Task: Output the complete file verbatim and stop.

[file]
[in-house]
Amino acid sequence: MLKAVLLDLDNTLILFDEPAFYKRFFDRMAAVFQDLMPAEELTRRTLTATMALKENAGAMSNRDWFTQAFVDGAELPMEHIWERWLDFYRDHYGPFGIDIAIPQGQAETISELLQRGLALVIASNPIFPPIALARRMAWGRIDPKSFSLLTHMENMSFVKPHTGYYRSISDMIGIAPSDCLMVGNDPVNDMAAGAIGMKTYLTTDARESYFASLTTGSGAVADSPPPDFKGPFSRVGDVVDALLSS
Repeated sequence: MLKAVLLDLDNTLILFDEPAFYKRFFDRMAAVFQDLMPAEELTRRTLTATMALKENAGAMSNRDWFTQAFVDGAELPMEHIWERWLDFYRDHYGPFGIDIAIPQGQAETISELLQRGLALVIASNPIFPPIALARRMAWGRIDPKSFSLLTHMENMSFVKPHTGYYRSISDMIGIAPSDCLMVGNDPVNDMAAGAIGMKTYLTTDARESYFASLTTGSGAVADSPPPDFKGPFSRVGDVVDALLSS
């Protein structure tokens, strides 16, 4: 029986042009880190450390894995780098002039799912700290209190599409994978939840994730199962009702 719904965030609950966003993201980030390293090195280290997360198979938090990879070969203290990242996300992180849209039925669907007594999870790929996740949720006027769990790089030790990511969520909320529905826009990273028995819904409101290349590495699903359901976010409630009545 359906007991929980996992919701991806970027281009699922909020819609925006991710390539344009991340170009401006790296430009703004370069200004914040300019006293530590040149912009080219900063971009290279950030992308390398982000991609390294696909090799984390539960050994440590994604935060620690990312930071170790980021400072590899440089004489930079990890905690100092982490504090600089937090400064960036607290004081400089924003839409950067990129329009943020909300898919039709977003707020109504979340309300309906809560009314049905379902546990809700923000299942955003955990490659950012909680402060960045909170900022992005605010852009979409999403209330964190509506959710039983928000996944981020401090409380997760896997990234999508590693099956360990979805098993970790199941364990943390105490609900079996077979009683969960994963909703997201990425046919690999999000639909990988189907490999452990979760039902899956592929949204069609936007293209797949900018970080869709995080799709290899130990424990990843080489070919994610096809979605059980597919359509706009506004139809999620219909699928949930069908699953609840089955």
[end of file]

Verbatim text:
[in-house]
Amino acid sequence: MLKAVLLDLDNTLILFDEPAFYKRFFDRMAAVFQDLMPAEELTRRTLTATMALKENAGAMSNRDWFTQAFVDGAELPMEHIWERWLDFYRDHYGPFGIDIAIPQGQAETISELLQRGLALVIASNPIFPPIALARRMAWGRIDPKSFSLLTHMENMSFVKPHTGYYRSISDMIGIAPSDCLMVGNDPVNDMAAGAIGMKTYLTTDARESYFASLTTGSGAVADSPPPDFKGPFSRVGDVVDALLSS
Repeated sequence: MLKAVLLDLDNTLILFDEPAFYKRFFDRMAAVFQDLMPAEELTRRTLTATMALKENAGAMSNRDWFTQAFVDGAELPMEHIWERWLDFYRDHYGPFGIDIAIPQGQAETISELLQRGLALVIASNPIFPPIALARRMAWGRIDPKSFSLLTHMENMSFVKPHTGYYRSISDMIGIAPSDCLMVGNDPVNDMAAGAIGMKTYLTTDARESYFASLTTGSGAVADSPPPDFKGPFSRVGDVVDALLSS
């Protein structure tokens, strides 16, 4: 029986042009880190450390894995780098002039799912700290209190599409994978939840994730199962009702 719904965030609950966003993201980030390293090195280290997360198979938090990879070969203290990242996300992180849209039925669907007594999870790929996740949720006027769990790089030790990511969520909320529905826009990273028995819904409101290349590495699903359901976010409630009545 359906007991929980996992919701991806970027281009699922909020819609925006991710390539344009991340170009401006790296430009703004370069200004914040300019006293530590040149912009080219900063971009290279950030992308390398982000991609390294696909090799984390539960050994440590994604935060620690990312930071170790980021400072590899440089004489930079990890905690100092982490504090600089937090400064960036607290004081400089924003839409950067990129329009943020909300898919039709977003707020109504979340309300309906809560009314049905379902546990809700923000299942955003955990490659950012909680402060960045909170900022992005605010852009979409999403209330964190509506959710039983928000996944981020401090409380997760896997990234999508590693099956360990979805098993970790199941364990943390105490609900079996077979009683969960994963909703997201990425046919690999999000639909990988189907490999452990979760039902899956592929949204069609936007293209797949900018970080869709995080799709290899130990424990990843080489070919994610096809979605059980597919359509706009506004139809999620219909699928949930069908699953609840089955």